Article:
Andrea Antico

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Table of contents page from the first sacred music printed in Rome: Andrea Antico's 1516 Liber quindecim missarum

Andrea Antico (also Andrea Antico da Montona, Anticho, Antiquo) (c. 1480 – after 1538) was an Italian music printer, editor, publisher and composer of the Renaissance, of Istrian[1] birth, active in Rome and in Venice.[2] He was the first printer of sacred music in Rome, and the earliest competitor of Venetian Ottaviano Petrucci, who is regarded as the first significant music printer.


Antico was born in Montona in the Republic of Venice (today Motovun in Croatia). His ethnicity is not known; fifteenth century Montona had a mixed population of Italians and Croats.[3] Little documentation has yet come to light regarding his early life, but he may have been active in the diocese of Parenzo (now Poreč) in Istria, based on a papal letter of 1516 which called him a "cleric of the diocese of Parenzo, now living in Rome".[4] His first publication dates from 1510, and was a collection of frottole. Like Petrucci, whose similar Odhecaton had appeared eight years earlier in Venice, he began by publishing popular secular music.

In 1513 he secured papal privileges for printing music in the Papal States; this was the first such privilege to be granted, and shortly after the grant he was given the exclusive right to print organ tablature. This set him up as a competitor of Petrucci, who had similar privileges in the Republic of Venice (the right to print organ tablature in the papal states was originally Petrucci's, but since he had not printed any, the pope transferred it to Antico).[5] A ten-year copyright was added to the printing privilege, although many reprints from Antico's plates and blocks, some from before the expiration of the copyright, were not always attributed to him.[4]

While in Rome, Antico worked in financial partnership with Ottaviano Scotto, and also used the services of printer Antonio Giunta. Antico stayed in Rome until 1518, moving to Venice, where he began working as a printer in 1520. During the period from 1520 to 1522 he worked in partnership with Luca Antonio Giunta. What he did between 1522 and 1533 has not yet been determined, but he resumed his printing activities in 1533, still in Venice, this time working as an employee of Ottaviano Scotto, his previous collaborator from Rome. It has been suggested that Antico spent the years from 1522 to 1533 in Lyon, possibly working with the famous printer there, Jacques Moderne, who was also from Istria.

Antico's last publication, a collection of motets for four voices by Adrian Willaert, is dated 1539, and no information is known about Antico's life after this year.

Work and influence

Unlike Petrucci, who used moveable type and a multiple-impression technique, Antico made woodblock prints. While this technology was older than moveable type and more laborious to prepare, it allowed for high-quality prints when done by a fine craftsman, and Antico was acknowledged to be one of the finest woodblock printers of the time.[6]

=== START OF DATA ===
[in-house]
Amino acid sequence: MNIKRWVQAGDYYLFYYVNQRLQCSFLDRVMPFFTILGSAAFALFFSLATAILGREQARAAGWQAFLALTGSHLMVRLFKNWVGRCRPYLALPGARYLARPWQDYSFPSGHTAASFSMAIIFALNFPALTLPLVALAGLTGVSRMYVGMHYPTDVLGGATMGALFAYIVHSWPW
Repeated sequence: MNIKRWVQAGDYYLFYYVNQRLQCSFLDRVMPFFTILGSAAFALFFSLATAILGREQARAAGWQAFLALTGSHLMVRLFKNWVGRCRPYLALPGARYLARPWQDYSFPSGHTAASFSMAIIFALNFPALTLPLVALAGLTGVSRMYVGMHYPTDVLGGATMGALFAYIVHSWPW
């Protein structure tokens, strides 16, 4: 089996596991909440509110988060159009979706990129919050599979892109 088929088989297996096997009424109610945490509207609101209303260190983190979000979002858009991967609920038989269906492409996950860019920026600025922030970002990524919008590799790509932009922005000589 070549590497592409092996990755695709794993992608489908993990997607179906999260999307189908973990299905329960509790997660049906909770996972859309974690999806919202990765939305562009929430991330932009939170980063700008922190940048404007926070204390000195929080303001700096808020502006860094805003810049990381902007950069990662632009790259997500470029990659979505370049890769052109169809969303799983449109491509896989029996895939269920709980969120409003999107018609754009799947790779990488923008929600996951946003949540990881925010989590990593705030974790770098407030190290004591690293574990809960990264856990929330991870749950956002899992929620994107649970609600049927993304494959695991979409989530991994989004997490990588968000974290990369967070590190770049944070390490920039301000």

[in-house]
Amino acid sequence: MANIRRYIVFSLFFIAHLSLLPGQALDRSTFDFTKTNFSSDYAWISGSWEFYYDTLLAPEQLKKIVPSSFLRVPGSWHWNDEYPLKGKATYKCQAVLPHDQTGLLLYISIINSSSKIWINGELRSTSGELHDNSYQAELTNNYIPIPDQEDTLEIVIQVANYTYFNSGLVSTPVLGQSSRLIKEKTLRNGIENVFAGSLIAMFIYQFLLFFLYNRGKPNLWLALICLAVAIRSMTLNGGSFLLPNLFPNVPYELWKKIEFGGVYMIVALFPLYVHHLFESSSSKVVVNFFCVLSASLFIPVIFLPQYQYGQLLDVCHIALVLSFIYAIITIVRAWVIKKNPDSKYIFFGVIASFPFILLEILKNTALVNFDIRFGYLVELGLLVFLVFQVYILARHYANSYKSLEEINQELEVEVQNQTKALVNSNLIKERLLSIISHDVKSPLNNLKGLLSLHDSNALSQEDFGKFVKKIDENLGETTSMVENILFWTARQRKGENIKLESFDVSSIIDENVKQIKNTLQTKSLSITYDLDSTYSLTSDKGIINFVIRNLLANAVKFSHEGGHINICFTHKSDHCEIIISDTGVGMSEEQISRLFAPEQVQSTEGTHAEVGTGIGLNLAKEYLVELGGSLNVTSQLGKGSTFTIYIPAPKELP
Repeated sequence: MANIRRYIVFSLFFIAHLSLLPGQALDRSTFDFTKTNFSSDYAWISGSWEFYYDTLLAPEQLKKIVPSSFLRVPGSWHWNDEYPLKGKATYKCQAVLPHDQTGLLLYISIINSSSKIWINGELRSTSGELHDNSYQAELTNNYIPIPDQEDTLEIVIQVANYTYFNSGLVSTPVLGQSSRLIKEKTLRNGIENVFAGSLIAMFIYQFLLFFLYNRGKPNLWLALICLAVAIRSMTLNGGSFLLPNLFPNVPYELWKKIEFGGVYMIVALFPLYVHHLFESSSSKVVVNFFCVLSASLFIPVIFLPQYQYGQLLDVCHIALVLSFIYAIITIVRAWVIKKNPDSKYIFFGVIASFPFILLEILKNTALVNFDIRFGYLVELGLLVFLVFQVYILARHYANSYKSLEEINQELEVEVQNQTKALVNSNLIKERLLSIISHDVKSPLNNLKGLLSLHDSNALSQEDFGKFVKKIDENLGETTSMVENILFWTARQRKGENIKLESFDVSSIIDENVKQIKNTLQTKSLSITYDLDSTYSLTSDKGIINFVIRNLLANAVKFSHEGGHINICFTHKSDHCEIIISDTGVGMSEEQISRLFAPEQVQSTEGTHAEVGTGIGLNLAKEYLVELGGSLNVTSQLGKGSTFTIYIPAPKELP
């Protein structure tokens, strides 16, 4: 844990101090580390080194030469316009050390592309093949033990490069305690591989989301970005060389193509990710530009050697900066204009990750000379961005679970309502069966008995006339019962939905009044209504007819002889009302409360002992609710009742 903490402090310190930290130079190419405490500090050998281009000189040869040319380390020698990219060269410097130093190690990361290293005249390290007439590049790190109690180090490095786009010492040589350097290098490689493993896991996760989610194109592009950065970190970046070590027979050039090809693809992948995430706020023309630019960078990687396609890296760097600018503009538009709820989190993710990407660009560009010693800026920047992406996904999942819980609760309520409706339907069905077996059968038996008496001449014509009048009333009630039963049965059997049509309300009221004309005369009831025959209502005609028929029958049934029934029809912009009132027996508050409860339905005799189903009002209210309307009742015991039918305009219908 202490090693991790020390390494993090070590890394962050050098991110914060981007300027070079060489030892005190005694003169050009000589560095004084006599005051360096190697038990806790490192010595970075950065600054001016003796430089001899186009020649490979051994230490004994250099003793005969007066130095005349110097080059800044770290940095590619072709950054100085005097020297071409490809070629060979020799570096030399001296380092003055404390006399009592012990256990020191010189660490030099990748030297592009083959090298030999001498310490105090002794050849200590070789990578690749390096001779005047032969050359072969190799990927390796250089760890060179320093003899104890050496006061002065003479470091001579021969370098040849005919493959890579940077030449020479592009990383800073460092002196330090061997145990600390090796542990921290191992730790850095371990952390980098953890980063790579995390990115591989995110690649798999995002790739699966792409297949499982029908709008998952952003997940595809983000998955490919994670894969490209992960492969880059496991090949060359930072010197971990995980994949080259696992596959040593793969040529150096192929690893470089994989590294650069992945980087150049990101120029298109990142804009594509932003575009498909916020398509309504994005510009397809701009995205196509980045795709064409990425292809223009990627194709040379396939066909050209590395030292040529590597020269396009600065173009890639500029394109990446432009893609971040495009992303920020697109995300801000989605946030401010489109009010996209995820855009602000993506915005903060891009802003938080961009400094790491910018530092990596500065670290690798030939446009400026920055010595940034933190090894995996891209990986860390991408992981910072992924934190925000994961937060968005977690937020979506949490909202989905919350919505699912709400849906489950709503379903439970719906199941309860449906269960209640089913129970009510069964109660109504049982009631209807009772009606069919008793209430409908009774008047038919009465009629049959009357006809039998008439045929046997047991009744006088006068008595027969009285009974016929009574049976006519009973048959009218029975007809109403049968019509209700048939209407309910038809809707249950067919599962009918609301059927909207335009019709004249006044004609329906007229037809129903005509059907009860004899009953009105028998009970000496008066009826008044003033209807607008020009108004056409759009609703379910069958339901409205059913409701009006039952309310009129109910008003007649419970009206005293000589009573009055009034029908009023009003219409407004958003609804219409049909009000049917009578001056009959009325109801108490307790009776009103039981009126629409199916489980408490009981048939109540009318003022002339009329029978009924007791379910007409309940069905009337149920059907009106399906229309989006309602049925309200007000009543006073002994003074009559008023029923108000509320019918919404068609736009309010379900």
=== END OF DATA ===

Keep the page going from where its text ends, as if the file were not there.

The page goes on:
One of his Roman-period publications, the Liber quindecim missarum of May 9, 1516, contained masses by Josquin des Prez, Pierre de La Rue, Antoine Brumel, Jean Mouton, Antoine de Févin, and Matthaeus Pipelare. This was the first sacred music to be published at Rome itself (Petrucci had published sacred music in Venice more than a decade earlier). Antico told Pope Leo X in the dedication that he had spent three years laboriously preparing the woodcuts for this publication. The graphic artist responsible for the cover page designs as well as the abundant illustrations in the Liber quindecim missarum and elsewhere was probably Giovanbattista Columba.[4]

While in Venice, he published many kinds of music, including frottole by Bartolomeo Tromboncino and Marchetto Cara arranged for voice and lute; French motets and chansons; motets, including a collection of works by Willaert; and some of the first books of madrigals, including collections by Philippe Verdelot and Jacques Arcadelt.

Antico was also a composer, and occasionally included his own frottole in his publications, signing them "Andrea Anticho D.M." They are in a light, fairly simple, and homophonic musical style.

In popular media

The early music Ensemble Renaissance performs and has recorded a setting of his frottole as part of its "Journey through Dalmatia" and Music of the Old Adriatic program.[7]


  • Martin Picker: "Andrea Antico", Grove Music Online, ed. L. Macy (Accessed December 29, 2006), (subscription access)
  • Stanislav Tuksar: "Croatia: §I. Art music, Medieval and Renaissance", Grove Music Online, ed. L. Macy (Accessed July 8, 2007), (subscription access)
  • H. Edmund Poole (I), Donald W. Krummel (II), "Printing and Publishing of Music" (I, II). The New Grove Dictionary of Music and Musicians, ed. Stanley Sadie. 20 vol. London, Macmillan Publishers Ltd., 1980. ISBN 1-56159-174-2
  • Gustave Reese, Music in the Renaissance. New York, W.W. Norton & Co., 1954. ISBN 0-393-09530-4


  1. Martin Picker, Grove online. Picker writes: "Italian woodblock cutter, editor, publisher and composer of Croatian birth. His birthplace [Montona] is frequently appended to his name..."
  2. Stanislav Tuksar, Grove online
  3. W. E. Spehar, "Andrea Antico or Andrija Motovunjanin? An Unsettled Question of Identity in Sixteenth-Century Venetian Music Publishing." Journal of Croatian Studies, XXXI (1990), 76-86.
  4. 4.0 4.1 4.2 Picker, Grove
  5. Reese, p. 156
  6. Poole, Grove
  7. [1]